Britney Spears, “Glory” (RCA ☆☆☆)
Coupled with her Las Vegas residency and this fun and fizzy dance-pop album, a welcome improvement after 2013’s desultory “Britney Jean,” the recent MTV Video Music Awards were supposed to be a platform for Britney Spears’ big comeback. It didn’t quite work out that way: Though not nearly such a train wreck as the 2007 showing that seemed to sound a death knell for her career, this time around, the onetime VMA snake handler was stiff on stage and awkward in her exchanges with lanky white rapper G-Eazy. The performance also made the 34-year-old Spears seem bland and passé in comparison to larger-than-life contemporary stars like Beyonce, Rihanna and Kanye West. But her dearth of personality isn’t as much of a liability on recordings as it is on stage. On the best of “Glory” – the hot and bothered “Do You Want to Come Over?”, the spaced-out “Man on the Moon,” the cleverly crafted “Clumsy” – Spears sounds engaged rather than vacant, as committed to concocting winning pop trifles as she has been in a decade.
Cass McCombs, “Mangy Love” (Anti ☆☆☆1/2)
“No more cliché songs,” Cass McCombs sings on “Cry,” and the cryptic, empathetic, and funny “Mangy Love” lives up to that lofty goal. Although the music is an accessible but shape-shifting blend of loping Laurel Canyon rock, gently orchestrated folk, and understated psychedelic soul (in the vein of Shuggie Otis), the lyrics are hard to pin down.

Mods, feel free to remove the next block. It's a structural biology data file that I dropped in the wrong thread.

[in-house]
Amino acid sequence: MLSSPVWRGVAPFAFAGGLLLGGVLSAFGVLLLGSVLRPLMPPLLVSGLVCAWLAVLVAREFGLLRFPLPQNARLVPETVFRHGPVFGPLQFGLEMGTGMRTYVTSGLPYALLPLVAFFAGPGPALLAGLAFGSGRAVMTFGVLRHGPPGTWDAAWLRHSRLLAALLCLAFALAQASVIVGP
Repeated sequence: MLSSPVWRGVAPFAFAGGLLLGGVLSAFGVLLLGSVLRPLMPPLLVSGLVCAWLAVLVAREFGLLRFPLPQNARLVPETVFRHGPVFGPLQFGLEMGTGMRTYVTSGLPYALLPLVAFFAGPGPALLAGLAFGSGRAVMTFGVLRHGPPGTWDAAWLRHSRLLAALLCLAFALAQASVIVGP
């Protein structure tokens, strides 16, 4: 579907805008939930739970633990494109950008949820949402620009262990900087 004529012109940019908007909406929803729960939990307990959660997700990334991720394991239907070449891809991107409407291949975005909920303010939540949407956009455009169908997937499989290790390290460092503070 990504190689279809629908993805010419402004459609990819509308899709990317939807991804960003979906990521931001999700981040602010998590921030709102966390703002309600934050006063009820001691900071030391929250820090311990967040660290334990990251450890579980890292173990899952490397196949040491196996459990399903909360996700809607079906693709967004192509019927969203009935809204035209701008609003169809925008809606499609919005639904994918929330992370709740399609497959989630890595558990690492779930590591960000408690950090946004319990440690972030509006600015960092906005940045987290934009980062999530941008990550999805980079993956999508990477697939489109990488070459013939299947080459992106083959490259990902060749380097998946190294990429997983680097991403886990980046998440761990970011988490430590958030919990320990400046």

Never miss a local story.
At one moment, he’s proclaiming didactically, “Men, respect your sister and respect your queen.” In another, he’s singing ironically about a “rancid girl.” “Laughter Is the Best Medicine,” according to one song, but elsewhere, he presents somber truths: “It is not wealth to have more than others / it is not peace when others are in pain.” “Mangy Love,” McCombs’ eighth album, has serious things to say about gender and race relations and the healing power of nature and love, but it does so in subtle and unstable ways.
Banks & Steelz, “Anything But Words” (Warner Bros. ☆☆ 1/2)
In a month when the cartoony “Suicide Squad” sound track has its share of swank rap/electro-disco pairings (e.g. Rick Ross meets Skrillex) and old-school electronic producers are hooking up with fresher indie voices for newly formed duos (Fudge, created by Prefuse 73 and MC Michael Christmas), why shouldn’t RZA and the singer from Interpol get in on the action? RZA is famed as the de factor leader/sonic conceptualist/Shaolin provocateur for Wu-Tang Clan, and Paul Banks is a blond guy with a unique vocal manner, and is partnered up with model Helena Christensen when he isn’t making moody punk-disco. Let’s get that together, gents.
With RZA rapping low and tough to Banks’ salted-caramel screech, “Anything But Words” is a back-and-forth bounce between what Tina Turner once called “the nice and rough.” Most of its songs, like “Giant,” have a pattern where RZA comes in gruff and mean with a fast rhythm and “ghost-y” melody behind him, leaving Banks to slow things down and bring all of its elements to a lovely denouement.
There are eerie exceptions – the crepuscular operatic “Ana Electronic” and the scary movie-hop “Speedway Sonora,” in which Riz shouts, “I shot the wolf with a silver bullet” – but mostly, Banks & Steelz is fast/slow, mean/cheerful, bang/pop that’s solid but never quite as amazing as you need it to be.